Part of the Crew
Senior Rating Robert Kowalski grumbled into his coffee cup. He was sitting with several friends in the crew’s mess, but his dark mood precluded much conversation. His friend, Matthew Patterson, leaned over. "What, Ski?"
"You heard me.... I said I can't believe after all this time we're playing nursemaid to some alien. He’s getting palsy-walsy with the khaki's, too. Jeez, I'm surprised the admiral hasn't make him a lieutenant or something."
"Did seem rather quick," Patterson began.
"Yeah, like he had the skipper eating out of his hand in double time. And do you believe his story about being the only one of his bunch left?"
"Uh, well, yeah, I do," Patterson admitted. Several others nodded in agreement.
"He hasn't done anything rad and he's been awful friendly," Stu Riley added.
"I think he took over the skipper and did something to the admiral, too," Ski continued.
"He'd have pulled something by now if that was the case," Pat pointed out.
“Yeah, but you should have seen the look on the skipper’s face when he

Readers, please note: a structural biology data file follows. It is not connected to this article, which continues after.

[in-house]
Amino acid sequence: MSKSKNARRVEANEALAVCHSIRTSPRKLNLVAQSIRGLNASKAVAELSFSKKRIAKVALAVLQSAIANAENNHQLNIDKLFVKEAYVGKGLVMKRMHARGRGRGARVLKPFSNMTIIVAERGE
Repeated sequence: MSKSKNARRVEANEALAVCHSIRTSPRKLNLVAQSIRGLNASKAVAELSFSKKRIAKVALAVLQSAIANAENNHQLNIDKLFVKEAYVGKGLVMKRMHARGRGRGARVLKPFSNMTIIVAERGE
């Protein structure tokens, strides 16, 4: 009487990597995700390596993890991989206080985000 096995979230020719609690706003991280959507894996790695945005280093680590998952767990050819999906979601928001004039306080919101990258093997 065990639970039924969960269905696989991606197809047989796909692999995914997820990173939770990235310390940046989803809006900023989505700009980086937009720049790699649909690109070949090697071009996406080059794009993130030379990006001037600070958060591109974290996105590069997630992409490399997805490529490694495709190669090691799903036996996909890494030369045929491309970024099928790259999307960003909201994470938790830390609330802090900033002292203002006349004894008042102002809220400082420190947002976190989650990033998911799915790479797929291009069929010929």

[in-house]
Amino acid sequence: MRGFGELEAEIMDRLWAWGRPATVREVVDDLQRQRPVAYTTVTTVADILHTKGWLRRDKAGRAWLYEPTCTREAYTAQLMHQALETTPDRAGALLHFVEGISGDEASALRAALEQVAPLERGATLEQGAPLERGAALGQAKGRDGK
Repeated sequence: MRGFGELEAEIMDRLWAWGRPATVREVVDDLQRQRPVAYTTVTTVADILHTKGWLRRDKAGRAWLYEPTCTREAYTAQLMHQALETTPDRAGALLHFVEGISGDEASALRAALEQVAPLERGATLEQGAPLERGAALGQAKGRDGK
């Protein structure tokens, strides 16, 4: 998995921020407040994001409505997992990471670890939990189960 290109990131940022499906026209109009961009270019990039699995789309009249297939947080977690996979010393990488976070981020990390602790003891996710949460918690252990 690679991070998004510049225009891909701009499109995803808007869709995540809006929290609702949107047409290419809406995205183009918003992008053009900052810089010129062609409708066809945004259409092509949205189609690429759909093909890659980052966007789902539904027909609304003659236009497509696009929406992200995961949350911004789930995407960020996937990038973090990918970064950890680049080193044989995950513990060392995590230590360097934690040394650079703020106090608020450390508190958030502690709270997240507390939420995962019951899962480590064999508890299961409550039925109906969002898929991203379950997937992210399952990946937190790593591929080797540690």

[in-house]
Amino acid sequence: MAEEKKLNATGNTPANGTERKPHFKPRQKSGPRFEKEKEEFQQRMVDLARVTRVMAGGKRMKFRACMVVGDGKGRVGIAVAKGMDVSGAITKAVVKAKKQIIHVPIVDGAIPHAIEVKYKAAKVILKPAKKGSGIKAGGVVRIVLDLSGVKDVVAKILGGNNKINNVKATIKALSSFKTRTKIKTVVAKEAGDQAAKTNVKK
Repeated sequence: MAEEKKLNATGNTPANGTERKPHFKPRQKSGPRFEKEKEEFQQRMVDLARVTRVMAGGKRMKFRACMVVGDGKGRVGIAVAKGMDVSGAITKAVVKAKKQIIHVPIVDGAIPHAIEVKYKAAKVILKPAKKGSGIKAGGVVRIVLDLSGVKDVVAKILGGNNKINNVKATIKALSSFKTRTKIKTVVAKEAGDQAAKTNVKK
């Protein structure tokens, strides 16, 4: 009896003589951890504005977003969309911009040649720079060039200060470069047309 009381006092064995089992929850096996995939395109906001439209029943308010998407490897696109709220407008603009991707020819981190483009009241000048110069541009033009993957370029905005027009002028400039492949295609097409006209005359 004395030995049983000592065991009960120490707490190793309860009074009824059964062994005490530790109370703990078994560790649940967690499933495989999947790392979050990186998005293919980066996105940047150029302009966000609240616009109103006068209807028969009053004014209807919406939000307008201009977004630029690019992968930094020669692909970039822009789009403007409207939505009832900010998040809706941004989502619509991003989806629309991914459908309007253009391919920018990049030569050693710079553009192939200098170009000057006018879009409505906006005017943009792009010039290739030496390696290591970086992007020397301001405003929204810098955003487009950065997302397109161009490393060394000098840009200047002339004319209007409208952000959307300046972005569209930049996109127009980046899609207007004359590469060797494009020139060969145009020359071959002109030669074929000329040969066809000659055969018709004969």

touched the guy in the cave,” Ski said, his voice low. “It was like someone had
knocked off his mother or something. Then he was back to normal. It’s happened
before, you know.”
Outside in the corridor, Captain Lee Crane was listening, his mouth set in a hard line. He started toward the door.
“Captain, please. It does not matter,” Sargo said. “They have a right to their suspicions
considering what you have told me has happened to you and your crew.”
“But that kind of scuttlebutt can be
damaging,” Crane replied tersely.
“Did you not say that you came aboard
under less than optimal circumstances,” Sargo began.
“And you had to prove yourself to the crew.”
“Well, yes, but….”
“No, let it go. Hopefully, I can prove my
worth to your vessel as well as your men.” What Sargo
didn’t say was if he and the humans couldn’t get used to one another, he would
Crane nodded and the two continued down
the corridor, leaving the rates to their musings.
At eight hundred feet light fades and
color is muted, so the bright bow lights scattered surprised aquatic life in
all directions. It also showed the hulk of a destroyed science lab in shocking
detail. It was as if a can opener had sliced off the top. Lee Crane didn’t
think much of the chances of any of the four scientists, even if they had made
it to the emergency pressure chamber. Now as he and Kowalski suited up in
special diving suits and others readied the diving bell to pick up survivors,
he felt bad vibes. Sargo stood quietly by the diving